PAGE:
Do I Need My Garmin – RunLog 8-19-19

Yesterday, I tested out my theory about wearing my old Timex Ironman watch versus my Garmin GPS w/heart rate monitor.

So what was my theory?

That I was too concerned, worried, preoccupied or thinking more about what the data points were going to show me at various points in my run (in real-time and after) than I was thinking about running.

Today’s Run

Yeah, I didn’t think that I really obsessed over the data that a GPS/HR watch can provide during and after a run, but when I ran without one yesterday, it became readily apparent that I was tuned into what the Garmin was giving me more than I thought.

I really started to figure this out at the first mile marker, I waited for the mile buzz, so I could look down to see what my time/pace were. There wasn’t any.

Then when I was going down the hill and hit the tar, I “knew” that the pace picked up and wondered how much I had picked up the pace after the first mile split. Then I remembered that nothing was being recorded for future use.

When I got to mile 2, there wasn’t any buzz again and I had to look about 10 steps past that point to see about what my time was. Yes, I could have hit the split button and looked at the split times after I got done, but I had forgotten that feature, since I was so used to it being done automatically.

At the Notta Road turn-around, I did hit the split button to see if the return trip was any faster than going out. It was, but I don’t have a clue about where/when I made up the time.

When I hit the flats down on Tiffany I did pick up the pace a little and then realized that I wouldn’t have a clue about what the pace was and shut it down. This was actually a good thing since this was supposed to be an easy/recovery run.

The only data points that I got out of this easy run were the turn-around split and the total time. During the run, I could have done mile splits, but I was used to the watch doing it automatically that none of them would have been semi-accurate. For this kind of run, I now feel that is probably more than enough.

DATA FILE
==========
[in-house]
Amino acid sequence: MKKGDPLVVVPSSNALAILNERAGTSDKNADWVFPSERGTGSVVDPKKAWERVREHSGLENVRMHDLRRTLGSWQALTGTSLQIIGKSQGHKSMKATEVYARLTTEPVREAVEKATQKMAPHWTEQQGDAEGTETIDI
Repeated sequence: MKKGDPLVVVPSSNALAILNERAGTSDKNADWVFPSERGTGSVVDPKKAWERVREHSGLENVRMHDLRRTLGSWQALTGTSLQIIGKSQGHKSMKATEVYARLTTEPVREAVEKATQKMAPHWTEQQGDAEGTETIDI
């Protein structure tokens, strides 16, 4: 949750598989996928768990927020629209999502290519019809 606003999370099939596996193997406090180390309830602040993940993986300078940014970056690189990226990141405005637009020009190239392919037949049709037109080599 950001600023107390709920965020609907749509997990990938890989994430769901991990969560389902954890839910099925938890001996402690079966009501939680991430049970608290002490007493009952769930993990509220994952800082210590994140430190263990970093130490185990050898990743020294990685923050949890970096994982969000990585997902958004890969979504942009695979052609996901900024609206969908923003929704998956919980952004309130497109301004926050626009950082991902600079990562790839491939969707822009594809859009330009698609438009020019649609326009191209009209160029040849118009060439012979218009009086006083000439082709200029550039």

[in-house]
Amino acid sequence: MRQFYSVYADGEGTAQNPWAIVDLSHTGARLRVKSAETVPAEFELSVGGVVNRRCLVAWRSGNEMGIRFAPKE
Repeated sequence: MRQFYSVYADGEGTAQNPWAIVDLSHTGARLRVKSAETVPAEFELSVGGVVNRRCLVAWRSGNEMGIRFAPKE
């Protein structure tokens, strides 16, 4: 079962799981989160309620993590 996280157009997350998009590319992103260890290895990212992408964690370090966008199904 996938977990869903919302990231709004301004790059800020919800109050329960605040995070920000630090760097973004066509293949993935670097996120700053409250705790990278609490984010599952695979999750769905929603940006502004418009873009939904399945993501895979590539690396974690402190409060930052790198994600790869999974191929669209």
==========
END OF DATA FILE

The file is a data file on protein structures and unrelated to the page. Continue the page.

I gotta admit that I missed being able to go back and look at the data during the run and see how my pace changed in various portion, in relation to how I was feeling during that section. How close to a segment did I get without trying, what my heart rate got up to going up the hills and all those other things I tend to look at after a run is over.

The reality is that

The more I thought about it, the more I realized that my running is not really about what the data points are, it is about running well, being healthy and enjoying my running.

I didn’t realize how data point driven I had let my runs become. I was constantly thinking about what the graphs would like after the run and I noticed myself peeking at the watch to see my time/pace/heart rate, etc. Then there is the whole issue of populating different websites with data from my running and giving them all that data in return for graphs and participating in social media. The more I thought about it, the more I realized how much of a distraction my GPS/HR watch actually is to me during a run.

After the Tiffany Road flat area, I stopped worrying about what data points I was missing and just relaxed. Which is what I am supposed to do during a recovery or easy run. The rest of the run, I was able to focus on how I was feeling, monitor how a couple of issues were behaving and just enjoy the run.

So I learned a lot about how much I actually rely on my Garmin during each run and how much I tend to attempt to run faster when I wearing it. After all there are so many segments that I can sneak a faster time on around the house or on other courses. The purpose of easy and recovery runs are just that – to not worry about the times so much and wearing my Timex allows me to run more by feel, but I still have a pretty good idea of pace when I get done.